Naturenet: UK Law and the Environment

UK Law and the Environment
by John Hartshorne


nvironmental law is a term that is used in the UK to include a vast variety of legislation which is, in some way, concerned with the control of environmental damage. Some laws are very narrow and relate to only one issue or activity - such as the Mobile Homes Act 1983. In recent years many older laws have been consolidated into large, wide ranging Acts. Two very important examples are the Environmental Protection Act 1990 and the Environment Act 1995. These replaced and modified much previous environmental legislation.

During the last 20 years there has been a greater public awareness of environmental issuesEnvironmental law receives more attention today than in the past. During the last 20 years there has been a greater public awareness of environmental issues which have been brought to the public's attention by major world events such as the nuclear accident at Chernobyl and various oil tanker disasters around the world which received massive media coverage. In addition, pressure groups like Greenpeace and Friends of the Earth are constantly forcing environmental issues into the media. Within the European Union, environmental legislation is a high priority and the UK has been forced to take it seriously through a number of European Union Directives.

Environmental law is found in the national law of the United Kingdom, European Union law and iInternational law. Laws reflect policies and policies reflect the vision of the government of the day and, to some extent, the will of the people. As a result legislation is always perceived as being weak by those who support it. For example, there is little disagreement that pollution levels from vehicles should be reduced but a law which banned cars would gain little support!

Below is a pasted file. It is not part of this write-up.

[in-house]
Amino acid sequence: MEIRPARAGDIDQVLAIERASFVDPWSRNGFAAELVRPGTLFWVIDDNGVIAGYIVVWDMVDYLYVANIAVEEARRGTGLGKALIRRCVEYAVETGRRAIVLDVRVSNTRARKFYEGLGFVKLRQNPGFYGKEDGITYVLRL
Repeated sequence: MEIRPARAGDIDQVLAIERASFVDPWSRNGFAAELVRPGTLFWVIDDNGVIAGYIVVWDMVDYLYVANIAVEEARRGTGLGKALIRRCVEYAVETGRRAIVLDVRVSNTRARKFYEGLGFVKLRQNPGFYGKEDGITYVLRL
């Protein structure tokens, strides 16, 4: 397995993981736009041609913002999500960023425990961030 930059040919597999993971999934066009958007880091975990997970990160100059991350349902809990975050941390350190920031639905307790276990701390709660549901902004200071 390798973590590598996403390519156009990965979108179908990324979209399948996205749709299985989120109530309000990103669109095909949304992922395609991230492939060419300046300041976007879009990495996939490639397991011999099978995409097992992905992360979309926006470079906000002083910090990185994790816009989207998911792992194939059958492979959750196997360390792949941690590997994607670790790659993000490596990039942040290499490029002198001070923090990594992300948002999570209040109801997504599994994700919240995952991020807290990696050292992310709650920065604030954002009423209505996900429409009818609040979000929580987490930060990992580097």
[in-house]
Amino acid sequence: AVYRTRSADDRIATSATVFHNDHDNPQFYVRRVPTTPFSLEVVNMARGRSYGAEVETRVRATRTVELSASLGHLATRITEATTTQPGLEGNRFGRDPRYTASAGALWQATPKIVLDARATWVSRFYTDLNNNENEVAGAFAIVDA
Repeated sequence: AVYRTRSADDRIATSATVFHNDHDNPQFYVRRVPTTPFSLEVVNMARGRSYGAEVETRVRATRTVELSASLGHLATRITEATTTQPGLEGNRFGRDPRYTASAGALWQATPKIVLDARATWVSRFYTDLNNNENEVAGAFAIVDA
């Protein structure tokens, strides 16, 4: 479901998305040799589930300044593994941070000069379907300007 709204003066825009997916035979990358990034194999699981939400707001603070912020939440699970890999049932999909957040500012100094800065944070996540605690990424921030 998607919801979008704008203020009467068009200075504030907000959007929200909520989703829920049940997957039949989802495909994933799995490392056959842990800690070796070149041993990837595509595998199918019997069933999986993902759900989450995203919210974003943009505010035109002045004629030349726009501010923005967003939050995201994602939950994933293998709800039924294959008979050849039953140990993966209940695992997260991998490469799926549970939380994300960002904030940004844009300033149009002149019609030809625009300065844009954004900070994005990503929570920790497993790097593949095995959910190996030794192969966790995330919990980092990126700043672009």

There are a wide variety of means available for the enforcement of environmental law. Criminal prosecution may impose a fine or imprisonment. Injunctions or claims for damages may prevent some harm from occurring or compensate for injury sustained. Licences or contracts may regulate and set standards. For example, the Environment AgencyPages marked with this symbol are exclusively written for Naturenet is responsible for issuing discharge consents for companies wishing to discharge wastes into rivers. Enforcement Agencies (such as the Environment Agency) have wide powers to inspect, report and take action over pollution.

Novel and potentially very effective approaches to environmental legislation have been developed recently. The introduction of Integrated Pollution Control sets standards for products and processes rather than for discharges or emissions. The growth of environmental labelling has assisted in making consumers aware of the environmental impacts of the products they buy.

The use of taxation instead of legal sanctions to reduce environmental damage is not new, but is finally being seriously considered. For example the use of a carbon (energy) tax to reduce and improve the efficiency of fossil fuel use may well be far more effective than legal sanctions.

One problem which would be associated with such a measure would be how to protect the poorest in society from the increased cost of fuel. The principle that the 'polluter pays' is seen as a preventive measure to encourage waste avoidance and prevent pollution. Encouraging the replacement of fossil fuel derived electricity with renewables has been to some extent encouraged through the 'non-fossil fuel obligation' which obliges distributors of electricity to source some of their power from renewables. The additional costs are borne by a levy on fossil fuel derived electricity under the Electricity Act 1989.

The contents of this page owe a great deal to 'Environment and the Law' by John F. McEldoney and Sharron McEldowney. Longman 1996 ISBN 0 582 22712 7, which the author acknowledges.